Focusing on Rudak, a village destroyed in the Buin-Zahra earthquake of 1962 in Qazvin, Iran, this paper aims to evaluate the reconstruction of this village in terms of…
Focusing on Rudak, a village destroyed in the Buin-Zahra earthquake of 1962 in Qazvin, Iran, this paper aims to evaluate the reconstruction of this village in terms of sustainability. Rudak reconstruction has left long-term consequences on the physical structure of the village, as some of the people refused the constructed houses and built their own ones. Hence, after more than 50 years, this village is now consisted of two physically different neighborhoods. Examining the long-term consequences of this reconstruction through comparing housing and physical structure of the two different neighborhoods contains valuable lessons in terms of sustainability because sustainable reconstruction results unveil in long term.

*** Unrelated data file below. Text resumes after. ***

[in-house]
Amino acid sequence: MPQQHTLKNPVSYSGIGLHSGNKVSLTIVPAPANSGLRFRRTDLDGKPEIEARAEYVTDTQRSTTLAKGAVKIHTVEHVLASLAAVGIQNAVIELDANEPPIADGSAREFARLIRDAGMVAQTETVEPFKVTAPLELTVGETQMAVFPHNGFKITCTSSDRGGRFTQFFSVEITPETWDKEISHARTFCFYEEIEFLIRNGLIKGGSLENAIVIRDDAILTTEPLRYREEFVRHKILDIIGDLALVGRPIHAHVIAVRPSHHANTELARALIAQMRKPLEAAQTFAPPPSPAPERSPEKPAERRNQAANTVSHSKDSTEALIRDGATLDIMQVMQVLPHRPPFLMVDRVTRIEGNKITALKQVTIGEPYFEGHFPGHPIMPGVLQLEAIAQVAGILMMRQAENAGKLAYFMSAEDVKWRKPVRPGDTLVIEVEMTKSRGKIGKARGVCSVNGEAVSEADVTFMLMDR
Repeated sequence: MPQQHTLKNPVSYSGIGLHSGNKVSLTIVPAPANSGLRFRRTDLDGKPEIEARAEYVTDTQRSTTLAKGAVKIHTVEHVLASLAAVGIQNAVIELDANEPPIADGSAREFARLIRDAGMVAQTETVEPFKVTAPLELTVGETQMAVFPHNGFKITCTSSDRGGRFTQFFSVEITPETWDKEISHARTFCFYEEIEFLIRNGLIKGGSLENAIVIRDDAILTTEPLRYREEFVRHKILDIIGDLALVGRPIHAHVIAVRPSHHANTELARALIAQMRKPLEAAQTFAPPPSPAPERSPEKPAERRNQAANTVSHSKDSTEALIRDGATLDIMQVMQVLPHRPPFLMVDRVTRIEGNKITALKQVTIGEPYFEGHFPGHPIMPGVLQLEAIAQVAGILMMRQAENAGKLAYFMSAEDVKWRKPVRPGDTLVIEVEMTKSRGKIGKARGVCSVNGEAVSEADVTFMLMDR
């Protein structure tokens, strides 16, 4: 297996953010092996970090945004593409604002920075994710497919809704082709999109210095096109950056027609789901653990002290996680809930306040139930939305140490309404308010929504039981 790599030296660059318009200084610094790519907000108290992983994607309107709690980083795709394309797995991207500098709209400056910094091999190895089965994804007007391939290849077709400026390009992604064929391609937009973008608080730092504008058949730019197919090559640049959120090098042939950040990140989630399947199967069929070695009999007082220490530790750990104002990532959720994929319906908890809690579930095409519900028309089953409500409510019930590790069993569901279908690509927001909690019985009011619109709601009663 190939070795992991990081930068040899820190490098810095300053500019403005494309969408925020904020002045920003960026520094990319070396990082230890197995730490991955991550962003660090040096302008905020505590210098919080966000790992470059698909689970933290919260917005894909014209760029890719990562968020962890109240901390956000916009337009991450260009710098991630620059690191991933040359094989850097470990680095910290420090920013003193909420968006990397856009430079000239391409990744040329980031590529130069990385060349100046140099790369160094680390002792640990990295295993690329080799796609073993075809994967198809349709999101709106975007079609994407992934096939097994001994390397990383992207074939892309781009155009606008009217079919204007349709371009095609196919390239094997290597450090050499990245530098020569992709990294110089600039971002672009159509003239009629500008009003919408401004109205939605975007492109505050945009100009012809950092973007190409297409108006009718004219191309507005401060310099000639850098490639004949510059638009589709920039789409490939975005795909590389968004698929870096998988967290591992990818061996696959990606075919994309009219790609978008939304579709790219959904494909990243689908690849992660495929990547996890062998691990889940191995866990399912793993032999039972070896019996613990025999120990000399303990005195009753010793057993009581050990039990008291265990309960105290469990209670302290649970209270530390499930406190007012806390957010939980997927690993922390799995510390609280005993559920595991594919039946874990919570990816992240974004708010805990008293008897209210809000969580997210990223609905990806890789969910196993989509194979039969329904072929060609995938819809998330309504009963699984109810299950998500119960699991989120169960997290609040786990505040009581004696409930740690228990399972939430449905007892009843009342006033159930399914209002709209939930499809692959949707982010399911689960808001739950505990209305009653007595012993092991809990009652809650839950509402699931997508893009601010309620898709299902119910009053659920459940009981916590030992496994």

Using sustainable reconstruction theory as the conceptual framework, this research investigates social, economic and environmental sustainability of Rudak housing reconstruction and that leads to comprehensive lessons. The study has a qualitative method and is based on fieldwork allowing for dynamic interviews with the community. Furthermore, data are analyzed through descriptive and comparative approaches.
The research concluded that sustainability related implications of post-disaster reconstruction policies are not restricted to the time of reconstruction or a limited interval after that. Lack of livelihood considerations, providing all people with similar houses and nontransparent decisions, resulted in unsustainable consequences such as building vulnerable extensions by people, social segregation and people unwillingness for participation. However, this experience was sustainable in terms of some other factors. For example, using local materials for building the structures of the new houses, putting the houses on the natural bedrock and building public services for people were sustainable measurements.
This paper is a rare example of research focusing on impacts of post-disaster reconstruction after more than 50 years. It contains valuable lessons for planners and architects.